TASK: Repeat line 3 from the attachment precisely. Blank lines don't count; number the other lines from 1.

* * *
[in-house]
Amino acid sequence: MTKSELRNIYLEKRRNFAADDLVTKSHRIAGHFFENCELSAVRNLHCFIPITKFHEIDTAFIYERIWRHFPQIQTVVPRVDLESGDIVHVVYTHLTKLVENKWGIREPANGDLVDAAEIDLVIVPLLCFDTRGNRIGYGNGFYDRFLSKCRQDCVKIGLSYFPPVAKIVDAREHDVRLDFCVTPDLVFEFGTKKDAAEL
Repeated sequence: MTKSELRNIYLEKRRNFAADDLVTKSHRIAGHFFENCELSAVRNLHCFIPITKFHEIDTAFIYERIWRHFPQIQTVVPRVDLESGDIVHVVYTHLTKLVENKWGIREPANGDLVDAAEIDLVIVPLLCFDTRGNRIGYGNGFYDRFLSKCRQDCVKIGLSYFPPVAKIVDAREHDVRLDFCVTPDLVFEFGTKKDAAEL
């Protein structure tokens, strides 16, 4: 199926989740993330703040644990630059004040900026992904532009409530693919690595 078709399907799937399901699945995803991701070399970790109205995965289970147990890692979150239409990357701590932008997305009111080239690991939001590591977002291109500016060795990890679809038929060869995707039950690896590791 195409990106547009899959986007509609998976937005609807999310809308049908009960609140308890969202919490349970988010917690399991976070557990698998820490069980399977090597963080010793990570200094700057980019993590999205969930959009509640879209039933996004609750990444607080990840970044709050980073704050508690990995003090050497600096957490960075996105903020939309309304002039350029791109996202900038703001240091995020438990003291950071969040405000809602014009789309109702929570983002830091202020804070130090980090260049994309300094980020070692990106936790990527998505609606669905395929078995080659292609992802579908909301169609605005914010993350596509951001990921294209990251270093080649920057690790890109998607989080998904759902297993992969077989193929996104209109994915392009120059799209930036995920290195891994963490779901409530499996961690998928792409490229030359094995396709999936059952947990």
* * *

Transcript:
Repeated sequence: MTKSELRNIYLEKRRNFAADDLVTKSHRIAGHFFENCELSAVRNLHCFIPITKFHEIDTAFIYERIWRHFPQIQTVVPRVDLESGDIVHVVYTHLTKLVENKWGIREPANGDLVDAAEIDLVIVPLLCFDTRGNRIGYGNGFYDRFLSKCRQDCVKIGLSYFPPVAKIVDAREHDVRLDFCVTPDLVFEFGTKKDAAEL